Enrollment challenges likely to persist for U.S. colleges and universities as WICHE releases flat high school graduate projections

Kevin Crockett

January 9, 2017

Last month the Western Interstate Commission on Higher Education (WICHE) released updated high school graduate projections through 2032 . The report contained the following findings and observations:

  • The steady growth in high school graduates that led to significant expansion of higher education in the United States in recent decades is coming to an abrupt halt. While the percentage of graduates grew 30 percent from 1995 to 2013, the number of high school graduates is expected to show virtually no growth for the next seven years.
  • Dramatic increases in graduates who are Hispanic or Asian/Pacific Islander will continue. The racial/ethnic mix of high school graduates in the United States will shift significantly toward a more diverse population of graduates fueled primarily by large increases in the number of Hispanic (50 percent) and Asian/Pacific Islander (30 percent) public high school graduates through about 2025.
  • Marked regional differences will continue as well. There is significant regional variation, with the Northeast and the Midwest experiencing continuing declines in the number of high school graduates, while the West will see slight increases and the South significant and steady increases. Most notably, the South is the engine of growth for high school graduates.

The enrollment challenges noted in these findings are probably not a surprise to most higher education leaders who are already feeling the impact of weakening student demand. Indeed total enrollment in degree-granting institutions declined by more than 800,000 students between fall 2010 and fall 2014 according to IPEDS. The National Student Clearinghouse, which produces data ahead of IPEDS, has now reported enrollment declines for ten consecutive terms through fall 2016.

Note that these sharp declines have been isolated to the two-year public and the four-year, for-profit sectors. That said, the picture is not much better in the four-year public and private sectors. The last five years produced little growth in the aggregate and this has produced a zero sum game in most parts of the country for these institutions. Said another way, for most schools any gain in enrollment comes at the expense of its competitors because the overall market is exhibiting weak overall demand fueled by the underlying demographics, college participation rates that have leveled, and an improving economy with relatively low unemployment.

It never ceases to amaze me how many higher education leaders, who are generally quite aware of these trends, continue to believe that these market forces do not apply to their own institution. I believe this results from a failure to localize these trends to their own student catchment areas and actually measure the probable impact on their future enrollment levels.

And if your institution largely serves graduate or adult learners, don’t think these enrollment challenges do not apply to you. Today’s high school graduates are tomorrow’s graduate and adult re-entry students. Demography eventually impacts every type of institution. Just ask schools that rely on large transfer populations how the decline in community college enrollments are impacting their overall numbers.

While it is easy to get discouraged by these market forces, at Ruffalo Noel Levitz we know that institutions that take a holistic approach and engage in a sustained strategic enrollment planning process are faring better than those who choose to ignore the realities of the current market.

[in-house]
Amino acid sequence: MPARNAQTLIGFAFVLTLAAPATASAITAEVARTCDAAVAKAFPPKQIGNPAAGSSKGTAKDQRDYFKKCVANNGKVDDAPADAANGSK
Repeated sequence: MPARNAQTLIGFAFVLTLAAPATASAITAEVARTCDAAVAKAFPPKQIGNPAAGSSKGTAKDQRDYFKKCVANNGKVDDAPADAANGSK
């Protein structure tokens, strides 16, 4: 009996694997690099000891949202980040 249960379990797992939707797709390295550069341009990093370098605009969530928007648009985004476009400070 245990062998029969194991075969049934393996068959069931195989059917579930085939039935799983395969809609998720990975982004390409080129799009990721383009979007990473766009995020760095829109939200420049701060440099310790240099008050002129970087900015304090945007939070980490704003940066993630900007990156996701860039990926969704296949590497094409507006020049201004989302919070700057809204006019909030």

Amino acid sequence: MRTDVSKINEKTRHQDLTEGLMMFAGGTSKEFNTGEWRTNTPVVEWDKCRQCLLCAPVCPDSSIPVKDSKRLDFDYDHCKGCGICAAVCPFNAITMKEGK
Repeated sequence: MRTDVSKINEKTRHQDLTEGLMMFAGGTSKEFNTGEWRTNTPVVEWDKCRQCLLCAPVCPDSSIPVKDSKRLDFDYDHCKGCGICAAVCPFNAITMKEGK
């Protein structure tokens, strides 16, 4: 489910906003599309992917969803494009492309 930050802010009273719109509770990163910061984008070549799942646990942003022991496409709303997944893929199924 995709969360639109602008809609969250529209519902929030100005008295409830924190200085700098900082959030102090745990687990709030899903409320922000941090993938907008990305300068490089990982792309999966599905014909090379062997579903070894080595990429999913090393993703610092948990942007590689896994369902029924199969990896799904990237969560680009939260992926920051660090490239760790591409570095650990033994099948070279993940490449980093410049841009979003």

One thing we have learned over the last five years is that schools that take a balanced approach to enrollment strategy development tend to achieve the most success.  The following graphic outlines the four broad ways an institution can stimulate additional demand with the intent of either growing enrollment or creating the flexibility to better shape the characteristics of the students they serve.

College enrollment challenges for institutions in declining markets.

Historically, higher education institutions have focused on market penetration strategies when they experience uncertainty in their ability to achieve enrollment goals. While it is still important for institutions to rigorously assess their ability to further penetrate existing markets (with their existing programs), in a flat or declining market, gaining share is challenging, especially if the institution has not actually lost market share in recent years.

In our view, strategies that improve market penetration (and this includes improved retention and graduation rates), need to be balanced with a mix of program and market development strategies to achieve optimal demand. Developing new academic and co-curricular programs along with addressing new geographic and demographic markets is essential for most institutions to meet these enrollment challenges and thrive in these uncertain times.

Read our book on strategic enrollment planning
Developing the effective strategy mix I’ve described is best accomplished through a sustained and data-informed strategic enrollment planning process. You can read more about this in the 2nd Edition of our book Strategic Enrollment Planning: A Dynamic Collaboration.

If you would like to speak with me personally about your enrollment challenges or strategies, you can reach me by email.
You can also connect with me at our upcoming executive forum: RNL Strategic Enrollment Planning Executive Forum, April 26-27, 2017, in Chicago
My best wishes for success at your institution in the coming terms.

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